The main advantage of the use of the molecular approach here is that molecules are quantum objects that can be produced by synthetic tools in a large number of atomically precise copies – a requirement for the scalable exploitation of the quantum properties. Devices based on single, or small numbers of, molecules, could speed up information treatment or allow for processing schemes that have not been possible to date. In a series of recent publications, it could be shown that magnetic molecules, in particular lanthanide complexes can be considered to be spin-qubits [2] or spin qugates [3]. Moreover, it was shown that molecule-based nuclear spins are extremely well insulated from environmental perturbations, rendering them less prone to decoherence. By means of synthetic engineering the central fine-tuning of the delicate trade-off between decoupling of the quantum object for low decoherence and connecting it for the electrical read-out could be achieved [2].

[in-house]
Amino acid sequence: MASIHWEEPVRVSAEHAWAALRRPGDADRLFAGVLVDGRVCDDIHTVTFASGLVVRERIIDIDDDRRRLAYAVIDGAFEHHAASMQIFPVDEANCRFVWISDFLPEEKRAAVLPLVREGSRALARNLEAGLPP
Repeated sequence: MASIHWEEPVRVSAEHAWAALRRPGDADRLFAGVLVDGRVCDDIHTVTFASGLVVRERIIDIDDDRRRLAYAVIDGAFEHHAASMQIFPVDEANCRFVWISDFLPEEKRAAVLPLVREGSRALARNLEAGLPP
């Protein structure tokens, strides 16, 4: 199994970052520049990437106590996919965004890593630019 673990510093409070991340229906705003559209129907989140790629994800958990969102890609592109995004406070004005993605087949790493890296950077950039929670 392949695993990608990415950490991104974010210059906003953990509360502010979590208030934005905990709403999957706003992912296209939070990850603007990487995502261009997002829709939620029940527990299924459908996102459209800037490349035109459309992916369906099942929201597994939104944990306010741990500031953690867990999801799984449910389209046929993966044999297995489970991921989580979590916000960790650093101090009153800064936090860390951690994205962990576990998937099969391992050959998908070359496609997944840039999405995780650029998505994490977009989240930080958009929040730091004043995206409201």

Quantum computing, the manipulation of data encoded in qubits instead of bits of information such as spin states of electrons or of an atomic nucleus, has been a long standing goal of scientists. In principle, if the qubits can maintain their coherence, without being perturbed by the noise of the surrounding environments (e.g., neighbouring atoms), quantum computers could be powered to find the best solutions far more quickly than current conventional computers. In some of the proposed device materials, quantum information is carried by the spin and the orbital degree of freedom of the electron. The challenge consists in circumventing the strong coupling of the latter one with the environment in order to achieve the needed long coherence times to carry out quantum operations.